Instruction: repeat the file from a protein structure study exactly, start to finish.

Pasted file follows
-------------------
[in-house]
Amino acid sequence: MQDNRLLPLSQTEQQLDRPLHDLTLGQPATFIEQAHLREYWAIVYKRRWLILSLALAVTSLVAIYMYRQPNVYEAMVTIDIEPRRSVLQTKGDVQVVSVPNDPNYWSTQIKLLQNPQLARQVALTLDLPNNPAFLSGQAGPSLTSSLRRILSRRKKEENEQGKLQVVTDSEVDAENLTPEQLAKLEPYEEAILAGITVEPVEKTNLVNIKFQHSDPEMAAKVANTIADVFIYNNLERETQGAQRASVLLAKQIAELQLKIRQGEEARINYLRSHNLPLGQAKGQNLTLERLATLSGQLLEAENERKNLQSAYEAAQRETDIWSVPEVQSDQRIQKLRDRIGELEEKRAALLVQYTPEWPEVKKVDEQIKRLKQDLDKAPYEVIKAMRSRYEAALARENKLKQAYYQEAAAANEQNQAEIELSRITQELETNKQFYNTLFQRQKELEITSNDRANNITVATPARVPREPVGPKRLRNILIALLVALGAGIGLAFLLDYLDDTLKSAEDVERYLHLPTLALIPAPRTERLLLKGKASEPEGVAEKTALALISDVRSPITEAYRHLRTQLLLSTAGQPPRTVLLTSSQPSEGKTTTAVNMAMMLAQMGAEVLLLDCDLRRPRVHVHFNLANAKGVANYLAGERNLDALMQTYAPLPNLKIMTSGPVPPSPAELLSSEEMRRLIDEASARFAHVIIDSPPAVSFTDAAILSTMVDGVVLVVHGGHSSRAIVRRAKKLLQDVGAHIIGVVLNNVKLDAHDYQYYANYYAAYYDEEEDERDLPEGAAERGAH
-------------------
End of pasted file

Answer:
[in-house]
Amino acid sequence: MQDNRLLPLSQTEQQLDRPLHDLTLGQPATFIEQAHLREYWAIVYKRRWLILSLALAVTSLVAIYMYRQPNVYEAMVTIDIEPRRSVLQTKGDVQVVSVPNDPNYWSTQIKLLQNPQLARQVALTLDLPNNPAFLSGQAGPSLTSSLRRILSRRKKEENEQGKLQVVTDSEVDAENLTPEQLAKLEPYEEAILAGITVEPVEKTNLVNIKFQHSDPEMAAKVANTIADVFIYNNLERETQGAQRASVLLAKQIAELQLKIRQGEEARINYLRSHNLPLGQAKGQNLTLERLATLSGQLLEAENERKNLQSAYEAAQRETDIWSVPEVQSDQRIQKLRDRIGELEEKRAALLVQYTPEWPEVKKVDEQIKRLKQDLDKAPYEVIKAMRSRYEAALARENKLKQAYYQEAAAANEQNQAEIELSRITQELETNKQFYNTLFQRQKELEITSNDRANNITVATPARVPREPVGPKRLRNILIALLVALGAGIGLAFLLDYLDDTLKSAEDVERYLHLPTLALIPAPRTERLLLKGKASEPEGVAEKTALALISDVRSPITEAYRHLRTQLLLSTAGQPPRTVLLTSSQPSEGKTTTAVNMAMMLAQMGAEVLLLDCDLRRPRVHVHFNLANAKGVANYLAGERNLDALMQTYAPLPNLKIMTSGPVPPSPAELLSSEEMRRLIDEASARFAHVIIDSPPAVSFTDAAILSTMVDGVVLVVHGGHSSRAIVRRAKKLLQDVGAHIIGVVLNNVKLDAHDYQYYANYYAAYYDEEEDERDLPEGAAERGAH